Saving for retirement is often thought of as a luxury that only the middle class can afford.
In this webinar a team of experts assembled by Moneyweb discuss how much of your gross salary you should be saving to cover your requirement needs.
It’s a complicated subject, with multiple variables, as Warren Ingram from Galileo Capital, Owen Nkomo from Inkunzi Investments and Craig Gradidge from Gradidge Mahura Investments point out. They were hosted by Simon Brown, from Just One Lap.
Assuming you start saving at the age of 25, that you earn an annual increase of 6% (in other words inflation linked), that you earn an 11% return on your invested capital and that you save until retirement – then and only then is saving 15% of your gross salary sufficient. “If you save like this, under what is a very narrow set of assumptions, then 15% is enough,” says Gradidge.
At this point Ingram practically choked in his coffee. “There’s no chance. 15% is a get by number. For a modest life – less than what you have now – its okay. It’s definitely better than nothing. But if you want a quality retirement you should be aiming for 20%, if not closer to 30%,” he says.
“I wouldn’t sleep at night if I was saving 15% to live two thirds of my current life. People who are listening to this are aiming to live their best lives, 15% is not the goal,” he adds.
Of course, for a white collar professional, saving 15% is one thing, but for a store assistant, saving 15% might be a different challenge entirely, says Nkomo.
And then there are so many variables that can affect the savings outcome – inflation, salary profile, returns, tax, – making it essential to constantly revisit the savings plan. “An 11% nominal return is achievable, Nkomo says. This is less than the long run average equities return. But to achieve this investors need to put their money in the right investments.”
For instance, just because an investor is reaching retirement age is no reason to cash out of listed property and equities. “What I can tell you is that sitting with government bonds or cash at 65 is high risk,” says Ingram. “Don’t ever have less than 35% of your portfolio in shares – under any circumstances. A good number is 75% in equities and listed property unless you are 25 years old. If you have 80% in cash, you have bought yourself certainty that you are going to destroy your capital.”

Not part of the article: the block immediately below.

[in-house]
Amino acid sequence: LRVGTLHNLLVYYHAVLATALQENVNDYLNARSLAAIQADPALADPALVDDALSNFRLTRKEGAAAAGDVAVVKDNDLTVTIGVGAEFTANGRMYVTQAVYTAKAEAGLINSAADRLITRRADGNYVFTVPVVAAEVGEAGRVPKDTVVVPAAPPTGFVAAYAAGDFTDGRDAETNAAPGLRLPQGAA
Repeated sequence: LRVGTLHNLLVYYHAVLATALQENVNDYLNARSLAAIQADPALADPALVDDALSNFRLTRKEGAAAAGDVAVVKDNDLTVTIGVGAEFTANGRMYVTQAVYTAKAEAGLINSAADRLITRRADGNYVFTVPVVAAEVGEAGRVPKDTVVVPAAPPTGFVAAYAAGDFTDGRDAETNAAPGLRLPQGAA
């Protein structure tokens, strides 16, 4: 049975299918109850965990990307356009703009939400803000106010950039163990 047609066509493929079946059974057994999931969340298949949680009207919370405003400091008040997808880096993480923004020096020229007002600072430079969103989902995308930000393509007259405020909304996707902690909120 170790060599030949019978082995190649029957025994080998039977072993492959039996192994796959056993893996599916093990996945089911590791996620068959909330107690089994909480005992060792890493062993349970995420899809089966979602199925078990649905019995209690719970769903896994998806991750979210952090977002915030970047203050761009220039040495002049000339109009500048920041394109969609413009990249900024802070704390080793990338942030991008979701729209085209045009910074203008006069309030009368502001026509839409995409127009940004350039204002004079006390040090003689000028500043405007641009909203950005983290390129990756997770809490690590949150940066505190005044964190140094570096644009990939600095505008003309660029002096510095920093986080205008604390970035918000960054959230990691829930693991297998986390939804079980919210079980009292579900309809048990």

The quantum of salary is less important than the duration of the saving period. Nkomo described the situation of a client who had worked for government for 35 years and was preparing for retirement. “We helped her pay off her debt and structured her investment so that she was guaranteed a comfortable retirement.” She had saved enough, on a modest salary, such that she was able to live very comfortably on R10 000/month.
“But this client is an outlier,” he adds
More often than not, the people who are saving more than 15% are playing catch up, says Gradidge. “They have drawn money out along the way and so disrupted compounding.”
Timing is not the only critical factor. Managing fees is important, possibly the next most important element after asset allocation. The team debated the merits of performance fees and annual fees, with Ingram arguing strongly that performance fees on top of annual fees are unjustified. “Hold your product providers to account and don’t be afraid to question the value you are getting.”
What is a reasonable fee? Roughly 0.25% for the retirement annuity; 0.5% for annual advice; and anything between 0.6% and 0.75 for asset management, totalling about 1.5%/year for fees – more if you want all active management and a little less if you have lots of passive products, the team said.
For more on tax free savings accounts, the role of preference shares in a portfolio, common mistakes, regulation 28 compliant investments – and the limitations of these – download the webcast from here.